ST. THOMAS — Following the sin tax bill’s successful passage in the Committee on Finance on Wednesday, with Democrats Kurt Vialet, Nereida Rivera-O’Reilly, Neville James, Marvin Blyden and Brian Smith supporting the measure, Governor Kenneth Mapp has heaped praise on the lawmakers for supporting the measure, calling their action “good judgement.”
The sin tax bill, formally named the Virgin Islands Revenue Enhancement and Economic Recovery Act, seeks to either introduce or raise taxes on rum, beer, tobacco products and sugary drinks (Coke, Sprite, etc.) as well as internet purchases and timeshare unit owners. The measure is ardently opposed by the business community, who contend that their operations would be adversely affected upon the bill’s passage.
And it is opposed by many residents who have come to despise government inaction on cutting costs, while placing the burden on an already overtaxed populace.
“Mapp and other high-level officials should take a pay cut,” wrote Niko Qaddadeh on The Consortium’s Facebook platform. “Mapp makes more than larger states on the mainland. If many employees are expected to work for free or take pay cuts then so should he, instead of being greedy. Shameful and sad.”
Many have also lost confidence in the leaders’ ability or willingness to listen to their constituents.
“Protest does nothing!!! Voting on a referendum does nothing!!! All the different ideas and solutions offered yesterday and previous hearing given no consideration. All sell outs. Pennies add up does make a difference. Tax us so [you] could borrow money to mismanage some more. We are really doomed, smh,” wrote Suzette Aubain-Descartes.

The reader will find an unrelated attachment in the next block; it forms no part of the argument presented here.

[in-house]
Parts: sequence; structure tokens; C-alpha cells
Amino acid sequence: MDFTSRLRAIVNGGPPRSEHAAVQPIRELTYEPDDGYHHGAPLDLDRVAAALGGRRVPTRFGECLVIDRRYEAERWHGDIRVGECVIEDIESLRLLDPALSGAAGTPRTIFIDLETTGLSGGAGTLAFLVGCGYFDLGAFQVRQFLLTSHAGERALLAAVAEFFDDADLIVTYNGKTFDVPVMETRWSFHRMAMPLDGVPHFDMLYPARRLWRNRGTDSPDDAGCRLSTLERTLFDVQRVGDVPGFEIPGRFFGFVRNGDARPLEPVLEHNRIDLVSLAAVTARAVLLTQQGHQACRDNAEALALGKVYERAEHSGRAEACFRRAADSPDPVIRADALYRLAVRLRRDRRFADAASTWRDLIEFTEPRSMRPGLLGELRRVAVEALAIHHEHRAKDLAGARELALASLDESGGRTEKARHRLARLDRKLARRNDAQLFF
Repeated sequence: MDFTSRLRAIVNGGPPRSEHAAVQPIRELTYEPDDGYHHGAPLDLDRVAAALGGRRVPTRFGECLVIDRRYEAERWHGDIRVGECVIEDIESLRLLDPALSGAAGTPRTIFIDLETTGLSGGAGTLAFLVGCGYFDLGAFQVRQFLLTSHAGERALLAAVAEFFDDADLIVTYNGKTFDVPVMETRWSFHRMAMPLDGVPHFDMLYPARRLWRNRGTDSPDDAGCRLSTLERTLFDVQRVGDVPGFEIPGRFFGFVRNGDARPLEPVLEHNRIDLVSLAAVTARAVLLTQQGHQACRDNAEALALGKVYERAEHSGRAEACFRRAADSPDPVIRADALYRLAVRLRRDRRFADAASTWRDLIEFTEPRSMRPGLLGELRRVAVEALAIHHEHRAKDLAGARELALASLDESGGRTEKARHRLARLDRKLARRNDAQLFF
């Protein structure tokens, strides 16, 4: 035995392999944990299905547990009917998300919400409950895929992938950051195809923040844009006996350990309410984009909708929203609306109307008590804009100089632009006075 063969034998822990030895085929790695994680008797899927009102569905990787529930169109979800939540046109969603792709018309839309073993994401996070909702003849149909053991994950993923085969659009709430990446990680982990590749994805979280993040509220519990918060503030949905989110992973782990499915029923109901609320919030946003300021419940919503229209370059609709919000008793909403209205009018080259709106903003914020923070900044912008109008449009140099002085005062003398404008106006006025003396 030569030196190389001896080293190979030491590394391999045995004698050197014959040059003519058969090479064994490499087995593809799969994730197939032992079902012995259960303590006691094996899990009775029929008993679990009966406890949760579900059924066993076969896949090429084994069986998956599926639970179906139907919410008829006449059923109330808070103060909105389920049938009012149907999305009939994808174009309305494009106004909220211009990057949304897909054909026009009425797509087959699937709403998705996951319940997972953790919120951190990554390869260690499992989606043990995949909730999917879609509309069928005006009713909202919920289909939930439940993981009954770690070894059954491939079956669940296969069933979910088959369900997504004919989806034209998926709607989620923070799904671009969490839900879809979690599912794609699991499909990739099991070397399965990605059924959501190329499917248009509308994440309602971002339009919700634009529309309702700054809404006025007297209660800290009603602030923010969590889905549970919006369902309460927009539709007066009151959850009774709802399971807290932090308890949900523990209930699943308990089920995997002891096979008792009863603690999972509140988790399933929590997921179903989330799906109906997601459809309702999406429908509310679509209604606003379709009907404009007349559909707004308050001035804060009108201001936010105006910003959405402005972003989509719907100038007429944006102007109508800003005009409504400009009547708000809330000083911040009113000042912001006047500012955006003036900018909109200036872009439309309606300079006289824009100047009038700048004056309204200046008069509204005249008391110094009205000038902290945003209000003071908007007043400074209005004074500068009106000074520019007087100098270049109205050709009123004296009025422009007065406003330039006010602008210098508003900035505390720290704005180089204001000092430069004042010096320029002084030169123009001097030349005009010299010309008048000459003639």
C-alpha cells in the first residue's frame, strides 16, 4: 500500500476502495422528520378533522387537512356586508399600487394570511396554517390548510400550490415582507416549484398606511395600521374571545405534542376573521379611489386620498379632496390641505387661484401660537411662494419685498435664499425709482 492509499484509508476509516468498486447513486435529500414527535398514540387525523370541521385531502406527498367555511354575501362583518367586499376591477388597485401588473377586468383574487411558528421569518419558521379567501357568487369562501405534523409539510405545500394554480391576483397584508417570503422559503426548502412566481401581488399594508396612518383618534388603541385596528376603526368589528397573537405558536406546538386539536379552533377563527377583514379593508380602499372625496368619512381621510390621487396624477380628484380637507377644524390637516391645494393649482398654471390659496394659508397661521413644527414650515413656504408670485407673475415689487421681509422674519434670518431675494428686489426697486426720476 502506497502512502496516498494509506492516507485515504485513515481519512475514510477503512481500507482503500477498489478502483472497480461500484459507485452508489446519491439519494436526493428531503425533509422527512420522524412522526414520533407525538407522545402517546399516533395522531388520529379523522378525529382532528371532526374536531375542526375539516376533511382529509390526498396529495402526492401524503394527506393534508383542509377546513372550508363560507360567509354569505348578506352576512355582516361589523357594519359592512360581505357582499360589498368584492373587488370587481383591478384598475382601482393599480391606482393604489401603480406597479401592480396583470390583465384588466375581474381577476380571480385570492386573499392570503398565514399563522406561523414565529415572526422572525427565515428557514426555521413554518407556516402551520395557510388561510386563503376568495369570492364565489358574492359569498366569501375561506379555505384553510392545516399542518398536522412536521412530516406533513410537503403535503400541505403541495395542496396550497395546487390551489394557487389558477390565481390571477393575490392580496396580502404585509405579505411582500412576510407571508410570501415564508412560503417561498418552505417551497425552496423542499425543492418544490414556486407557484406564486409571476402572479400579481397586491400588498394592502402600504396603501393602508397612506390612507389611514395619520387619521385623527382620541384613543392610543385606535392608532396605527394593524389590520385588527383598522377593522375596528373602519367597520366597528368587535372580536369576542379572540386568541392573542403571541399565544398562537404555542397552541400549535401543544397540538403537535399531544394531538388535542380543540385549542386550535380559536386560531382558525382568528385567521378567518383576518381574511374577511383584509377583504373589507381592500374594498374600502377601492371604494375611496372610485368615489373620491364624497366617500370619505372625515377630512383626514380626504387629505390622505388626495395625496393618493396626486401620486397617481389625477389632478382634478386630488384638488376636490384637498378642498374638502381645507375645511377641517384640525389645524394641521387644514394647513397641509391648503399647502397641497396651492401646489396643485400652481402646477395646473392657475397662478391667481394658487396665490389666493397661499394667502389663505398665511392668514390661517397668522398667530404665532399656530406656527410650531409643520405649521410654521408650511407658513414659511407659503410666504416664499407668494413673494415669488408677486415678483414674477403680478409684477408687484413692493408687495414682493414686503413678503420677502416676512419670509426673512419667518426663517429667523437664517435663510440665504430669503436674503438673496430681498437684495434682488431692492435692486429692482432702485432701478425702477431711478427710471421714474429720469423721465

For Mr. Mapp, however, the vote represented a positive step on the path towards stabilizing the territory’s fiscal health.
“Change takes courage and I thank the courageous leaders that supported these measures,” Mr. Mapp said in a release issued Thursday. “While we are currently experiencing some serious challenges, I am very encouraged by the effort and good judgement of senators willing to move forward. This is truly an important step toward improving Virgin Islands financial stability for the long term.”
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